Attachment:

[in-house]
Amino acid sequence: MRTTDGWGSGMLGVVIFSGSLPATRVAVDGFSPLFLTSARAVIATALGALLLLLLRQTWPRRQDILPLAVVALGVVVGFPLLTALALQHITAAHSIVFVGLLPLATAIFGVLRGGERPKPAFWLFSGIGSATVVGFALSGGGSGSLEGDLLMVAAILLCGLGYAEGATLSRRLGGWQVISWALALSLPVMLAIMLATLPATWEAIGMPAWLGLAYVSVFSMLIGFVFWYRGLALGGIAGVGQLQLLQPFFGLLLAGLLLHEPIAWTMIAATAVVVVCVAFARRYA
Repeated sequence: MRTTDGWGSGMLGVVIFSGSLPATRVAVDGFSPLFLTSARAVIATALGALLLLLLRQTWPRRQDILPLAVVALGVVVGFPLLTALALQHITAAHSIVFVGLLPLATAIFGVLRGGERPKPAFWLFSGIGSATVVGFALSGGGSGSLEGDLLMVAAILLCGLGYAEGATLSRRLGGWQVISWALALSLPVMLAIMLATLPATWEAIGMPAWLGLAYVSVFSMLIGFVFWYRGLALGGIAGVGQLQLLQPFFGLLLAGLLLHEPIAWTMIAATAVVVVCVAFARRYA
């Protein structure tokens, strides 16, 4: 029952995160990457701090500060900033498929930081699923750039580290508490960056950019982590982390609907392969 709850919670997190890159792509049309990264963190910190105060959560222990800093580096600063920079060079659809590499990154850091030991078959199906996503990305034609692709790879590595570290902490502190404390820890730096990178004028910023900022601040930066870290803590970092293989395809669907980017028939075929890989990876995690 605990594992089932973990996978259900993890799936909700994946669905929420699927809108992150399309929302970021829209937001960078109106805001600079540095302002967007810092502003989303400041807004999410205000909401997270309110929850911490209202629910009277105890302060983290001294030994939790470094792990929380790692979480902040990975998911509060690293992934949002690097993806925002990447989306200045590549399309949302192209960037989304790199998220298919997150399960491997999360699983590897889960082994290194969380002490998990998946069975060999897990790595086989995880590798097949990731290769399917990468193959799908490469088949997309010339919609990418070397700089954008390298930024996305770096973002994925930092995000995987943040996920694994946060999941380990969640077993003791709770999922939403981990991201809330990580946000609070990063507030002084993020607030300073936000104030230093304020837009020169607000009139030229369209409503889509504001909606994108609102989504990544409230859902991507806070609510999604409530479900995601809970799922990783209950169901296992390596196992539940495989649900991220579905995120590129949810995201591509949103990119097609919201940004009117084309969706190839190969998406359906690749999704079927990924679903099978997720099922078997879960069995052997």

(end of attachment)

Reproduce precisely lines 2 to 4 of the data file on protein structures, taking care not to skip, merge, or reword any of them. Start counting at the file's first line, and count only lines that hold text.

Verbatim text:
Amino acid sequence: MRTTDGWGSGMLGVVIFSGSLPATRVAVDGFSPLFLTSARAVIATALGALLLLLLRQTWPRRQDILPLAVVALGVVVGFPLLTALALQHITAAHSIVFVGLLPLATAIFGVLRGGERPKPAFWLFSGIGSATVVGFALSGGGSGSLEGDLLMVAAILLCGLGYAEGATLSRRLGGWQVISWALALSLPVMLAIMLATLPATWEAIGMPAWLGLAYVSVFSMLIGFVFWYRGLALGGIAGVGQLQLLQPFFGLLLAGLLLHEPIAWTMIAATAVVVVCVAFARRYA
Repeated sequence: MRTTDGWGSGMLGVVIFSGSLPATRVAVDGFSPLFLTSARAVIATALGALLLLLLRQTWPRRQDILPLAVVALGVVVGFPLLTALALQHITAAHSIVFVGLLPLATAIFGVLRGGERPKPAFWLFSGIGSATVVGFALSGGGSGSLEGDLLMVAAILLCGLGYAEGATLSRRLGGWQVISWALALSLPVMLAIMLATLPATWEAIGMPAWLGLAYVSVFSMLIGFVFWYRGLALGGIAGVGQLQLLQPFFGLLLAGLLLHEPIAWTMIAATAVVVVCVAFARRYA
């Protein structure tokens, strides 16, 4: 029952995160990457701090500060900033498929930081699923750039580290508490960056950019982590982390609907392969 709850919670997190890159792509049309990264963190910190105060959560222990800093580096600063920079060079659809590499990154850091030991078959199906996503990305034609692709790879590595570290902490502190404390820890730096990178004028910023900022601040930066870290803590970092293989395809669907980017028939075929890989990876995690 605990594992089932973990996978259900993890799936909700994946669905929420699927809108992150399309929302970021829209937001960078109106805001600079540095302002967007810092502003989303400041807004999410205000909401997270309110929850911490209202629910009277105890302060983290001294030994939790470094792990929380790692979480902040990975998911509060690293992934949002690097993806925002990447989306200045590549399309949302192209960037989304790199998220298919997150399960491997999360699983590897889960082994290194969380002490998990998946069975060999897990790595086989995880590798097949990731290769399917990468193959799908490469088949997309010339919609990418070397700089954008390298930024996305770096973002994925930092995000995987943040996920694994946060999941380990969640077993003791709770999922939403981990991201809330990580946000609070990063507030002084993020607030300073936000104030230093304020837009020169607000009139030229369209409503889509504001909606994108609102989504990544409230859902991507806070609510999604409530479900995601809970799922990783209950169901296992390596196992539940495989649900991220579905995120590129949810995201591509949103990119097609919201940004009117084309969706190839190969998406359906690749999704079927990924679903099978997720099922078997879960069995052997």